“What are your career dreams – what do you want to be when you leave school?”

Hannah, a Grade 11 student at Mutanda Secondary School in rural North-Western Province, does not hesitate in her answer.

“I want to be an electrical engineer.”
“Would you like to work for the mines?

Little over 10 years ago, before Barrick Lumwana Mine started operations in the area around the school, this kind of bold ambition would have been unheard of. Today, it is common. Students dream big.

Take James, who is also in Grade 11. His favourite subjects are biology and maths. He wants to become a physiotherapist.

“Where do you want to study physiotherapy?”
“In China.”
“Why China?”
“Because that is the best country to motivate me and make sure I study hard.”

We want our students to do mechanical engineering, electrical engineering and geology

James and Hannah are part of a group of students who are on scholarships paid for by Barrick Lumwana. The scholarships cover their tuition, boarding, exam fees and uniforms. Barrick spends around $40 000 sponsoring about 100 students at Mutanda every year. Barrick has also built a science lab at the school and financed an education management course for its headmaster. The combined effect has been to boost the school’s exam results in the science subjects, and broaden the horizons of the students.

“In the past four years, we’ve managed to send six of our students to the University of Zambia and Copperbelt University to study in the School of Natural Sciences,” says Richard Kazadi, the school’s headmaster. “We want our students to do studies in mechanical engineering, mining engineering, geology and the like.”

Kazadi is proud of the progress the school has made in the sciences, and a large part of it is thanks to the science lab that Barrick Lumwana built. “Before the lab was built, science was taught as a theory subject. Now, with the laboratory, children can do practical exercises. It has motivated them to develop an interest in science.”

The school sets the bar very high academically, and emphasises the importance of quality. In the four years that the lab has been running, the proportion of students able to perform at the level deemed satisfactory by the school – i.e. a credit pass or better – has more than doubled, and even reached nearly 90% at one stage. Barrick Lumwana’s substantial investment over the years appears to have paid off.

The high-school scholarship programme for Mutanda targets children from the Mumena, Matebo and Mukumbi chiefdoms. While academic ability is the first criterion, special emphasis is also given to talented children from so-called vulnerable homes – for example, where parents have died, money is tight or living conditions are difficult. Barrick Lumwana also funds 10 tertiary scholarships every year for deserving students who want to continue to university. This particular programme is open to children from the whole of North-Western Province, and is very competitive.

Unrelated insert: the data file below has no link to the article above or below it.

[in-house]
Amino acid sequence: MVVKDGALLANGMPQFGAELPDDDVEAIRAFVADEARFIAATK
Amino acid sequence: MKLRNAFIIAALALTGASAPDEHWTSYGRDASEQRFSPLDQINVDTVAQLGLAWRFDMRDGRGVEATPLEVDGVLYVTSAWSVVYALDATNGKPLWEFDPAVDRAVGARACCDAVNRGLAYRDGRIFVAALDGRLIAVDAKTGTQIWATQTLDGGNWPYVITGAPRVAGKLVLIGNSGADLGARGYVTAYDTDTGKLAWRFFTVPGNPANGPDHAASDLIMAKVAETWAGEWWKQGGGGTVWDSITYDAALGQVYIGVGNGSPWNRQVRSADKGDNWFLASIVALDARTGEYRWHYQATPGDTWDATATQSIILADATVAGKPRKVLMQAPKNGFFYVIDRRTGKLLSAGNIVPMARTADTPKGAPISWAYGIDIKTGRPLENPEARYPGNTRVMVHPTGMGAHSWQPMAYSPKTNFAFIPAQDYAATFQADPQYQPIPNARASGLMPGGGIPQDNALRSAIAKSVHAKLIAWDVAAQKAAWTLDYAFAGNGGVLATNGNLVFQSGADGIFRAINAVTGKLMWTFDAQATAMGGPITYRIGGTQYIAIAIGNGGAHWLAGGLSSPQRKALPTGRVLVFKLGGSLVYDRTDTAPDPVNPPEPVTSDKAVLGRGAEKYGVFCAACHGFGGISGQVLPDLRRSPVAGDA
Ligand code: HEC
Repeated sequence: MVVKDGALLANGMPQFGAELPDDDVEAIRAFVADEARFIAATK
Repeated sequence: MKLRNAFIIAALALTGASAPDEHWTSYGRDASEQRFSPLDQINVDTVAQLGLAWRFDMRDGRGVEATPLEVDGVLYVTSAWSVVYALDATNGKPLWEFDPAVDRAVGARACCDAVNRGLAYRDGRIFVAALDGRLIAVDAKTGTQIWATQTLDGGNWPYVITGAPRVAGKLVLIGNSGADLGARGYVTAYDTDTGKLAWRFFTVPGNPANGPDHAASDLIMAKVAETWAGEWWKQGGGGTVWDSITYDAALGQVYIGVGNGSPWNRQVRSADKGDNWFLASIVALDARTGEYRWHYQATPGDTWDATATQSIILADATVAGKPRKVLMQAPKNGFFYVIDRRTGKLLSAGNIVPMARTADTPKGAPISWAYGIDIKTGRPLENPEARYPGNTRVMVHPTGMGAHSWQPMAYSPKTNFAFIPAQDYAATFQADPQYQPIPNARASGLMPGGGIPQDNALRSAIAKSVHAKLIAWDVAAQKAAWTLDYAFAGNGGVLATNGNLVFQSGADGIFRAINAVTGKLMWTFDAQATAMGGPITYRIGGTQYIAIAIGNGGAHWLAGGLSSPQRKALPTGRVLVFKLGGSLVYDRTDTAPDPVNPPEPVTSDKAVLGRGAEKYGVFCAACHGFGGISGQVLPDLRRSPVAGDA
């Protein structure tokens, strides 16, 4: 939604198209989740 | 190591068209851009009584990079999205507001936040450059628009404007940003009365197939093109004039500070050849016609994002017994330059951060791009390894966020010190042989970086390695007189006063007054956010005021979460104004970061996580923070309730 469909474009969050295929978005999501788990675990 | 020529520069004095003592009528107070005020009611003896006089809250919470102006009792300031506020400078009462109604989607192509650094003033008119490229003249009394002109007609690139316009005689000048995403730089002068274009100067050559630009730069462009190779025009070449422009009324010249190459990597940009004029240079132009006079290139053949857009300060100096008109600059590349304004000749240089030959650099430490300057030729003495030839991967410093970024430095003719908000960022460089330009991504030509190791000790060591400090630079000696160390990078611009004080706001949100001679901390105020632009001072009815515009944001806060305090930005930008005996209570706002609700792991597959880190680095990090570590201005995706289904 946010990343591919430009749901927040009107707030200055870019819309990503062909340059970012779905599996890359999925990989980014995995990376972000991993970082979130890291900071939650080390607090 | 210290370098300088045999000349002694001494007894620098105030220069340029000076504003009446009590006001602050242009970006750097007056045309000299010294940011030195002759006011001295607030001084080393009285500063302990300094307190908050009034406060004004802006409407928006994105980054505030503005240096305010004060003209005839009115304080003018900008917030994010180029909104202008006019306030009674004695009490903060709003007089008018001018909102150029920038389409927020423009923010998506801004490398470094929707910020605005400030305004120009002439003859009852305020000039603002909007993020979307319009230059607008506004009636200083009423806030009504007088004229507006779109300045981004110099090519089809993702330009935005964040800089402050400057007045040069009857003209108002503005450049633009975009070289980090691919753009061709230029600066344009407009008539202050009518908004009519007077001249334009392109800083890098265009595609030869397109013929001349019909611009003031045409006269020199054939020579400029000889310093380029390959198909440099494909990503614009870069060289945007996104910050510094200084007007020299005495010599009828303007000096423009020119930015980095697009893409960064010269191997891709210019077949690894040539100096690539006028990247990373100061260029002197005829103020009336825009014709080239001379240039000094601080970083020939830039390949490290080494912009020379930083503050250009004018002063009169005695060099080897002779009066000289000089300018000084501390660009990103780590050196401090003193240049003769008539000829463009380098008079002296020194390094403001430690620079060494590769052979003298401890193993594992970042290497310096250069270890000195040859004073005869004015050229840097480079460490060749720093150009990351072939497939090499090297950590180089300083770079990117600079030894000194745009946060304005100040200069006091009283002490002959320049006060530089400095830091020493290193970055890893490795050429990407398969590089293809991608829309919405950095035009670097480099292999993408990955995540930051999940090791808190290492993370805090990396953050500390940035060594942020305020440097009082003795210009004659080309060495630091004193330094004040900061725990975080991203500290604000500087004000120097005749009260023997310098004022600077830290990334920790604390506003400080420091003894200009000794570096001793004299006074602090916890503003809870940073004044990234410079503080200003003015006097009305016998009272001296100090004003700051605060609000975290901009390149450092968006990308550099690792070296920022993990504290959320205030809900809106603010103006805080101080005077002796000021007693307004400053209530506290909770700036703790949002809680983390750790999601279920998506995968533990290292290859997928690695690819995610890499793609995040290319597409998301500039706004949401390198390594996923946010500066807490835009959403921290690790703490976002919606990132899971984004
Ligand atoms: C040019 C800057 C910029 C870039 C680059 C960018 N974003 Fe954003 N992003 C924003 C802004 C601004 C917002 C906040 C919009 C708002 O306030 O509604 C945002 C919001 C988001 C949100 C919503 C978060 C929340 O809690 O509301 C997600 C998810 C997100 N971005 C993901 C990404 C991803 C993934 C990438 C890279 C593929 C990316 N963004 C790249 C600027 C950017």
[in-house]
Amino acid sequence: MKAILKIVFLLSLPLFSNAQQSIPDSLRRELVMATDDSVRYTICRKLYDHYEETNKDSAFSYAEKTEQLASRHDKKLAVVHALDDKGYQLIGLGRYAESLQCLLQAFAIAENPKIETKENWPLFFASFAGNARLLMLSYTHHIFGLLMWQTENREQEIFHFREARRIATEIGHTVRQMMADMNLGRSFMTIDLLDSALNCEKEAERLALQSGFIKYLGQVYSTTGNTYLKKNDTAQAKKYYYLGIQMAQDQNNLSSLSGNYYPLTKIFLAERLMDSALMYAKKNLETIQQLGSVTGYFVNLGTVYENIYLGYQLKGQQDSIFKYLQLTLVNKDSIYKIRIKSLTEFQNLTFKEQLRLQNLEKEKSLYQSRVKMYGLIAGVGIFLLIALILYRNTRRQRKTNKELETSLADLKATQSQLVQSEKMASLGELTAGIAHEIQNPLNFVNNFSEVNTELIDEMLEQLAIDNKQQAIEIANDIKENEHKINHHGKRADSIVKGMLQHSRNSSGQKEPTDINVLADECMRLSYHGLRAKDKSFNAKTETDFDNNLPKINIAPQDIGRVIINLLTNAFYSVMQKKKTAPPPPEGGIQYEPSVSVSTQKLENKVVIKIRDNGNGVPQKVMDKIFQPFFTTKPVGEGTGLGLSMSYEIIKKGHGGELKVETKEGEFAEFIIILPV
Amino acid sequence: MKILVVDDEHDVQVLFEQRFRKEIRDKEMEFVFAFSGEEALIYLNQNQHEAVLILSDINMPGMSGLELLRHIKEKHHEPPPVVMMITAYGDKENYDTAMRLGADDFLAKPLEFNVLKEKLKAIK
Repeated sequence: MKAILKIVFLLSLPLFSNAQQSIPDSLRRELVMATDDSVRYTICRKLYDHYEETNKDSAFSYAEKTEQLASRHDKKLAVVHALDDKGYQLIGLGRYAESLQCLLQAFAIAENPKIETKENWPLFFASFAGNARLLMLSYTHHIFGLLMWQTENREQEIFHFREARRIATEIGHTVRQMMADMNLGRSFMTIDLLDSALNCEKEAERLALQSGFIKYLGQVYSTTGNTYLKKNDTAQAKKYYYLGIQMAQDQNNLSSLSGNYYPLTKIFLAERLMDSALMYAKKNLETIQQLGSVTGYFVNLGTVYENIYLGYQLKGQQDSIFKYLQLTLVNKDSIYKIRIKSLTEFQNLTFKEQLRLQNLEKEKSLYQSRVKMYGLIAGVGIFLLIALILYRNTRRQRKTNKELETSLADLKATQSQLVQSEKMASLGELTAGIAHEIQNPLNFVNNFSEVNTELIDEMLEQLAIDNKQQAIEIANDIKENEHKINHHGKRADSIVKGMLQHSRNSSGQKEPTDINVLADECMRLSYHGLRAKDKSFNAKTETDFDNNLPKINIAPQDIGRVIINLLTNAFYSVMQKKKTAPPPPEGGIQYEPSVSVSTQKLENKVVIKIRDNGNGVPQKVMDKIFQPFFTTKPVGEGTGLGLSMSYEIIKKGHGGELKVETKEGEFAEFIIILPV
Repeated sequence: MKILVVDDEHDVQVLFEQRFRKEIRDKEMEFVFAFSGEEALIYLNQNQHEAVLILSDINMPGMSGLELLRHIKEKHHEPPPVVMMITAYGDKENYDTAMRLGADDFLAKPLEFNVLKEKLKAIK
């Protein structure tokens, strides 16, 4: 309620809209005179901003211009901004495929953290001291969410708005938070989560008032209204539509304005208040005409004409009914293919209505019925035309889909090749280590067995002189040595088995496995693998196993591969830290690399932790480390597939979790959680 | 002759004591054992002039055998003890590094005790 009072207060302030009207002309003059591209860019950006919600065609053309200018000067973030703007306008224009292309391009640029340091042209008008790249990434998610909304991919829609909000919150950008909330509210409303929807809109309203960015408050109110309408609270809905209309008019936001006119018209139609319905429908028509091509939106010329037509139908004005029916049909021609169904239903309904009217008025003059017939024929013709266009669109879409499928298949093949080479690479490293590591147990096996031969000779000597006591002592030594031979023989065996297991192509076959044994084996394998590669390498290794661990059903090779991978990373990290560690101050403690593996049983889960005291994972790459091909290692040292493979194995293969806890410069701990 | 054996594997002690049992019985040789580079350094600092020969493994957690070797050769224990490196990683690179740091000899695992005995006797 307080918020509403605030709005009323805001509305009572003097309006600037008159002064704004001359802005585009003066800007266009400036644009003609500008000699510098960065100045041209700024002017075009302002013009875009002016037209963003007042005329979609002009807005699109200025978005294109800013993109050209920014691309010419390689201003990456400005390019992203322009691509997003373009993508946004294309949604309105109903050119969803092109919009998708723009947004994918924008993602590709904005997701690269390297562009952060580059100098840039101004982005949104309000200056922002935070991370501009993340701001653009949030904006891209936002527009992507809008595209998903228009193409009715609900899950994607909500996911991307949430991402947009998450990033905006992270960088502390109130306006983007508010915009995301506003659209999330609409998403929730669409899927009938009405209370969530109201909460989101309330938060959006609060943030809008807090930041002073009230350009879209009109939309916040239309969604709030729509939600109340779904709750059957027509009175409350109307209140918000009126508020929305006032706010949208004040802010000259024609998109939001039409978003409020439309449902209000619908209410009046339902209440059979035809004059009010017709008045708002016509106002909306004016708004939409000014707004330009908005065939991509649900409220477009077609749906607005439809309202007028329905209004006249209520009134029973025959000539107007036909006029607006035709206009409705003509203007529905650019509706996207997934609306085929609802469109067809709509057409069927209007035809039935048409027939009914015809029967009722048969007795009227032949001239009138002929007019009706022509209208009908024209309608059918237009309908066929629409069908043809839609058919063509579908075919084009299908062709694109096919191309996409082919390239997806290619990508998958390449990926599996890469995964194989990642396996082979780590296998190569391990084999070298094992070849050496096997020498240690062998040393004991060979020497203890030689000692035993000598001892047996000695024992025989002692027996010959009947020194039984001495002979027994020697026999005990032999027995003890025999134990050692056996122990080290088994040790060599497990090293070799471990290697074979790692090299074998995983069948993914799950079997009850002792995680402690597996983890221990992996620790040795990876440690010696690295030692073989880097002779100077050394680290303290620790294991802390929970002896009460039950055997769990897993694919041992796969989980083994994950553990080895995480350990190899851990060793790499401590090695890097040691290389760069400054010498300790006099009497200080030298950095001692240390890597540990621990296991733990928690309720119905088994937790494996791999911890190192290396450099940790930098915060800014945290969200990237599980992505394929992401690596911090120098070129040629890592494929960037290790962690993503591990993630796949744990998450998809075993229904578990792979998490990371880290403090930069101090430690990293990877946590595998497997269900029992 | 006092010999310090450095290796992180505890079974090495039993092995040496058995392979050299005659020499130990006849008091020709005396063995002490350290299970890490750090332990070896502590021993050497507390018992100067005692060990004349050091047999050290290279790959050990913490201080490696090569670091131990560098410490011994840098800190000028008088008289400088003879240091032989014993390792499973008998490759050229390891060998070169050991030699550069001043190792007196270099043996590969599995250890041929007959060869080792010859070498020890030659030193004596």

To further broaden students’ minds and open them up to career possibilities in mining, Barrick Lumwana organises regular mine visits during which students are able to tour the operations, ask questions and interact with employees.

From a school management perspective, the substantial injection of Barrick Lumwana’s scholarship cash into the school’s annual budget makes a huge difference in its ability to budget, plan and fund purchases.

“A boarding school like Mutanda is very demanding,” says Kazadi. “When you’ve got 582 pupils to take care of, three-quarters of them in boarding, you soon find that there are many needs you need to take care of that you might not have planned for. We buy food; we buy stationery; but we also pay for trips, educational tours, clubs and other activities.”

He particularly appreciates the fact that Barrick Lumwana pays all the scholarship money annually, in a lump sum. This allows the school to budget and plan for the year, and fund the many essentials – and extra items – that the children require.

“Education is expensive,” says Kazadi. “If you want quality, you need to pay for it.”

See also: Grace, grit and determination